Especially as you age and your risk for osteoporosis increases, it’s important to know how to keep your bones healthy and strong. Use the tips in this article to help you achieve good bone health.
According to the International Osteoporosis Foundation, osteoporosis leads to 8.9 million bone fractures around the world every year. Worldwide, one in three women and one in five men over the age of 50 will experience such an osteoporotic fracture.
Those might seem like overwhelming numbers, especially considering that bone loss occurs naturally as you age. However, there are steps you can take to keep your bones healthy and strong throughout your life.
Good Nutrition and Vitamins for Bone Health
A well-balanced diet including adequate protein, vitamins, and minerals is important for good bone health and your overall well-being. Calcium is essential for bone health, and vitamin D helps the body absorb this mineral. Adults need about 1,000 milligrams of calcium each day, with women over age 50 and men over age 70 requiring a little extra at 1,200 milligrams daily.
Good sources of calcium include:
- Leafy greens
- Dairy products
- Calcium-fortified foods
Of course, all the calcium in the world does your bones no good unless it can be absorbed. That's where vitamin D comes in. The sun allows your body to produce vitamin D, but you have to balance that with the risk of sunburn and skin damage. When you wear sunscreen, you're not getting the vitamin D from the sun.
Fortunately, there are also a lot of foods with plenty of vitamin D, including:
- Egg yolks
- Vitamin D-fortified foods
Talk to your doctor: Ask your doctor if your diet is providing enough calcium and vitamin D. If not, your doctor might encourage you to take a supplement.
Exercise for Healthy Bones
An exercise program can be used to prevent and treat osteoporosis. Our bodies respond to the pressure we put upon them by growing stronger. This is easily demonstrated with weight lifting: when someone lifts weights regularly, the muscles grow and get stronger. The same thing happens with our bones with weight-bearing exercise.
"Weight-bearing" doesn't necessarily mean you're using weights. It just means your body is working against gravity. Weight-bearing activities include:
- Resistance Training
Keep in mind that swimming is good exercise, but it does not put enough pressure on the bones to make them grow and change, so it will not help prevent osteoporosis. If you enjoy swimming, keep it in your workout program, but add weight-bearing exercises, as well.
The other great benefit of exercise is that it helps you improve your balance, which can prevent falls. Many bone fractures among those with osteoporosis occur because of a fall.
Talk to your doctor: Ask your doctor to help you design an appropriate workout routine based on your age, abilities, and medical conditions. Keep in mind that you want to start slow and build up to more challenging workouts. Your doctor might recommend working with a fitness instructor or personal trainer.
Know Your Risk for Osteoporosis
Who is at risk for osteoporosis? There are certain behaviors and conditions that increase your risk of bone loss. Some of these can be prevented, and some cannot:
- Gender: Women are more likely than men to develop osteoporosis. For example, women experience 75 percent of hip fractures. This article helps explain what women need to know about osteoporosis.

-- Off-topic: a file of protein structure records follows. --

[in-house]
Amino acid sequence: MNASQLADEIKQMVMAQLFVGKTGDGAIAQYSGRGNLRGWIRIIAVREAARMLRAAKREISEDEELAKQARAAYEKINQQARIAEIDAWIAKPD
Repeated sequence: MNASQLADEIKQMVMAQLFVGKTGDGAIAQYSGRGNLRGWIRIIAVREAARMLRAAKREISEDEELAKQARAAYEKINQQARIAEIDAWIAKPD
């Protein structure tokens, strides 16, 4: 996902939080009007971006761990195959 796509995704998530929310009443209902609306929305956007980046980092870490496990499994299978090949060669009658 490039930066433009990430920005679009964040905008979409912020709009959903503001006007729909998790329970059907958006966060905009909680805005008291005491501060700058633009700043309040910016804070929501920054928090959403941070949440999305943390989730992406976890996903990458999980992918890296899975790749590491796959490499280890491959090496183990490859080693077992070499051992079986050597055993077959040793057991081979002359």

- Age: Risk increases as you get older. This is why it's important to start good nutrition and exercise habits as soon as possible.
- Family History: Having parents or siblings with osteoporosis puts you in a higher risk category.
- Smoking: Is smoking a risk factor for osteoporosis? The connection between tobacco and osteoporosis isn’t exactly clear, but studies have shown tobacco use contributes to weak bones.
- Hormonal Imbalances: Low sex hormones, high thyroid hormones, and even overactive adrenal glands can contribute to osteoporosis risk.
- Alcohol: More than two drinks a day can impact your body's ability to form bone, not to mention the increased risk of falling associated with being intoxicated.
- Medications: Certain medications can impact bone density.
- Medical Conditions: There is a higher risk of osteoporosis associated with conditions like cancer, kidney disease, and others.
- Body Weight and Frame: Having a low body weight can contribute to osteoporosis. Having a small frame means there is already less bone, so there is less that can deteriorate before a fracture is likely.
Talk to your doctor: Ask your doctor if any of your medications might contribute to bone loss or prevent bone building. It might be possible to switch medications if you have other risk factors for osteoporosis that put you at a high risk for bone loss. Ask about tests for hormonal imbalances and see what can be done to correct them. Ask for resources to help you quit smoking or start an exercise program.
Depending upon your age and other risk factors, you might ask your doctor if a bone density test would be appropriate for you. This will show you how strong your bones are, which will let you know if you're on the right preventive track or if you need to take more drastic action to reduce your risk of bone loss and fracture.
Know How to Keep Your Bones Healthy
Bone loss is not inevitable. You can take control of your health with careful preventive measures and a strong line of communication with your healthcare providers. CareSync, the top choice among Chronic Care Management companies, can help. Our care coordination services and solutions include clinical support for those with chronic conditions such as osteoporosis, educational resources for better health management, and care coordination apps that help individuals stay on track with their care and monitor their progress.